Edwin Arlington Robinson

(22 December 1869 – 6 April 1935 / Maine / United States)

Uncle Ananias - Poem by Edwin Arlington Robinson

His words were magic and his heart was true,
And everywhere he wandered he was blessed.
Out of all ancient men my childhood knew
I choose him and I mark him for the best.
Of all authoritative liars, too,
I crown him loveliest.

How fondly I remember the delight
That always glorified him in the spring;
The glorious profusion and the benedight
Profusion of his faith in everything!
He was a good old man, and it was right
That he should have his fling.

And often, underneath the apple trees,
When we suprised him in the summer time,
With what superb magnificence and ease
He sinned enough to make the day sublime!
And if he liked us there about his knees,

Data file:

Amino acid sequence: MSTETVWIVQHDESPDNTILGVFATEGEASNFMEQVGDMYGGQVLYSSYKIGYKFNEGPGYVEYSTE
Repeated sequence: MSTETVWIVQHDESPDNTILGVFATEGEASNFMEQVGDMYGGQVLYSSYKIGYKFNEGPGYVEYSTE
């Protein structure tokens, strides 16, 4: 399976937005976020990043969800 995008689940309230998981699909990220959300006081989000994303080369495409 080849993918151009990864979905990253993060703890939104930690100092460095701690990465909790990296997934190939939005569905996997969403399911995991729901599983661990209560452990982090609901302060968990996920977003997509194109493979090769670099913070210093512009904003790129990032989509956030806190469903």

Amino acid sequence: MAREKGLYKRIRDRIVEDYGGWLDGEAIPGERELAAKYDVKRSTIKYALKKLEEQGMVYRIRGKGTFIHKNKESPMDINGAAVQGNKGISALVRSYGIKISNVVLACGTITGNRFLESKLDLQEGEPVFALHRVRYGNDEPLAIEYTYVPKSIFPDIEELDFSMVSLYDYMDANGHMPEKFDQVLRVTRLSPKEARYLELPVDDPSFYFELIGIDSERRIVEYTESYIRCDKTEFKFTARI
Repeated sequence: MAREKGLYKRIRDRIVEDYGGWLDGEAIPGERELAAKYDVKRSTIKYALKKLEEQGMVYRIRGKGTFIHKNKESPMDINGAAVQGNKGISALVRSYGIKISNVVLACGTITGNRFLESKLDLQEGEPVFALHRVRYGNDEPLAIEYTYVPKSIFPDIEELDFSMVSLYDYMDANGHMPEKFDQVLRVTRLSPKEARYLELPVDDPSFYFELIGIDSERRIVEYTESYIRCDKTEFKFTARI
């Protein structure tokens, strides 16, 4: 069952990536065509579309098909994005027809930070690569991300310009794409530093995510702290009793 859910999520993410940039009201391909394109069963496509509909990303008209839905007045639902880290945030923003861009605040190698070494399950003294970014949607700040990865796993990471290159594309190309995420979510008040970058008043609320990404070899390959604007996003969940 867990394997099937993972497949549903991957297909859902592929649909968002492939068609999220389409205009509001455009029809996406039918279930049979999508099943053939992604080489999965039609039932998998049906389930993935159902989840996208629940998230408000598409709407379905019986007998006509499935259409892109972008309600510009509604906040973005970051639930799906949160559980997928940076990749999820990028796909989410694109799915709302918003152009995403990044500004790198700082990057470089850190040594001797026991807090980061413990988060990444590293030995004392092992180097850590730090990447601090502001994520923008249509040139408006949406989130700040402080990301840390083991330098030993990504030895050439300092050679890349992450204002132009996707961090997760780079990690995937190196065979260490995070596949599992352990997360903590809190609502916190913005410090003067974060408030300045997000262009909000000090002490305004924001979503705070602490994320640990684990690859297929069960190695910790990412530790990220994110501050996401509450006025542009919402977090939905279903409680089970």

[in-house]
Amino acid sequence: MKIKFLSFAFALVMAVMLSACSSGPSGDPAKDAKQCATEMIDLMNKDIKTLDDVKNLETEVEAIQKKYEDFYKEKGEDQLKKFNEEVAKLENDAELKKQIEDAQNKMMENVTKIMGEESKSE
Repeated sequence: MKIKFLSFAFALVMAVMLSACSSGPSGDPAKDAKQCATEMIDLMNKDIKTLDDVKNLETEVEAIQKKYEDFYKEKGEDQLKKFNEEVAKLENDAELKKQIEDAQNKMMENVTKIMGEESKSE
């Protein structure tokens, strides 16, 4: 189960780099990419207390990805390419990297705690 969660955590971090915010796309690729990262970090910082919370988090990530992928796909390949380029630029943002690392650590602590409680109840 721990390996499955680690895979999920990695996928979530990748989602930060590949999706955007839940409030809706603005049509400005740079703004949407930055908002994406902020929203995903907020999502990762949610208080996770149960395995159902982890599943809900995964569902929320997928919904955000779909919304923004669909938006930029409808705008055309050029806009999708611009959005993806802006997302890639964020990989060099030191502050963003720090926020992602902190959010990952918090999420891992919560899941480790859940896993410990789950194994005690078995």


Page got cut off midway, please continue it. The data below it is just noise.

Truly it was no crime.

All summer long we loved him for the same
Perennial inspiration of his lies;
And when the russet wealth of autumn came,
There flew but fairer visions to our eyes--
Multiple, tropical, winged with a feathery flame,
Like birds of paradise.

So to the sheltered end of many a year
He charmed the seasons out with pageantry
Wearing upon his forehead, with no fear,
The laurel of approved iniquity.
And every child who knew him, far or near,
Did love him faithfully.


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Read poems about / on: inspiration, summer, childhood, magic, autumn, faith, remember, spring, child, fear, tree, children



Poem Submitted: Friday, January 3, 2003



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